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Short Story: Like Fighting Glass

Genre: fantasy
Features the team from Mission Gone Wrong.


Theo was many things. Eager, clumsy, strong, naive, but he wasn’t tardy. So when he didn’t arrive fifteen minutes after their scheduled meet up time, they left the training room without hesitation to search for their newest member.

They found him locked in a storeroom outside the Department of Defense building, looking equal parts embarrassed and sorry for himself.


“What happened?”

In hesitant bits and pieces, Theo told them the story of how a group of delinquents cornered and robbed him before locking him in the storeroom.

“Your super strength isn’t just for fighting monsters. You’re allowed to defend yourself too,” Ezra said, voice sharp with indignation on Theo’s behalf.

“No. I get it,” Thomas said, “It’s different for you, Ezra, but the rest of us… Fighting normal people is hard. It’s like fighting glass. One wrong move and they shatter. It’s good that the newbie held back. He’s not trained to fight with normal people.”

Thomas’ lips stretched into a cold smile. “But we are. Who are these delinquents?”

That evening, four young men were found mysteriously tied in ribbons like a giant present at the doorstep of the police department. Along with boxes of stolen items.

The next day, Theo began his special training sessions with glass.



Short Story: Between One Blink and the Next

Short story: fantasy


One day, without warning, his surroundings kept changing. He begin at the dinner table at home, then between one blink and the next, he was in a forest, on a beach, next to a tiger…

It took a frustratingly long time for him to link the sudden location changes to his blinks. He couldn’t keep his eyes open forever, but he could keep them closed. The thought of being blind in an unknown place was terrifying, but at least he could stay in one place long enough to do something. And if he needed to escape, freedom was just one blink away.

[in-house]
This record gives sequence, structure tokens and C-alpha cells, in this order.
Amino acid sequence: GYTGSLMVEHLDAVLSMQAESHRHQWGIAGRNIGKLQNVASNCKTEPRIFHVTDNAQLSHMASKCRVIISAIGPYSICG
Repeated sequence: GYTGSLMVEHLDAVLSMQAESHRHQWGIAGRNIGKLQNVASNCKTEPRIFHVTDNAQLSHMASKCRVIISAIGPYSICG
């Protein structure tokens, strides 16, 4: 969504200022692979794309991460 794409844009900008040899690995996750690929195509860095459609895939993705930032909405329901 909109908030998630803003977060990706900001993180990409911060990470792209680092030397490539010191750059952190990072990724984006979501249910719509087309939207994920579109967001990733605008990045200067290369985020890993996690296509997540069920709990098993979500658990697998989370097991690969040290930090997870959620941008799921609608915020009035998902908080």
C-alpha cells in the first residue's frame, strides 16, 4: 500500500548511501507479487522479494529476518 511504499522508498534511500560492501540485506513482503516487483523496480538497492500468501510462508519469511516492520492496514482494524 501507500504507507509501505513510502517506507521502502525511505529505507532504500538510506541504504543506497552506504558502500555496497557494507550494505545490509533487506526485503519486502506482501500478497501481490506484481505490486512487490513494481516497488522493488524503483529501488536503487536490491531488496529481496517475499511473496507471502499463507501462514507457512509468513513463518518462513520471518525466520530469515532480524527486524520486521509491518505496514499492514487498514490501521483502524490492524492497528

With his sight out of commission, he relied on his ears to hear for people. All he needed was one piece of information.

“Where am I?”

The first few dozen times, he wasn’t even in his own country. Rather than try to figure out all the legal requirements he would need to travel back without his passport on him, he blinked until he appeared in his country. Only then did he contact his family.

“How did you go all the way there?” his parents asked after the initial flurry of panicked questions. Just to keep the conversation going until the relative closest to him arrived to pick him up.

“I blinked,” he said.


“I’ll explain later.”


Short Story: In Exchange For Monstrous Power

Genre: fantasy


He was powerful. Without him, they would have wiped out long ago, and destroying the enemy nest would have just been a dream of a dream. But such power came at a cost.

In exchange for monstrous power, he himself would turn into one, just like the monsters they had defeated. His original plan was to sneak out after he was no longer needed and quietly end himself before he became a threat. Fortunately for him, they caught him before he could and grilled the secret out of him.

That was two hours ago. Ignoring the nails slowly sharpening into claws and teeth growing into fangs, they brainstormed and argued endlessly since then over all kinds of theories and possible solutions.

He stood.

“Enough,” he said, “I asked for this. Let me deal with it.”

“Shut up. This was our dream. You don’t get to play hero alone,” their healer snapped with tears in her eyes.

“Sit.” Their leader pushed him back in his chair. “Let us save you for a change.”

“The contract was very clear.”

“Every contract has a loophole. We’ll find it.”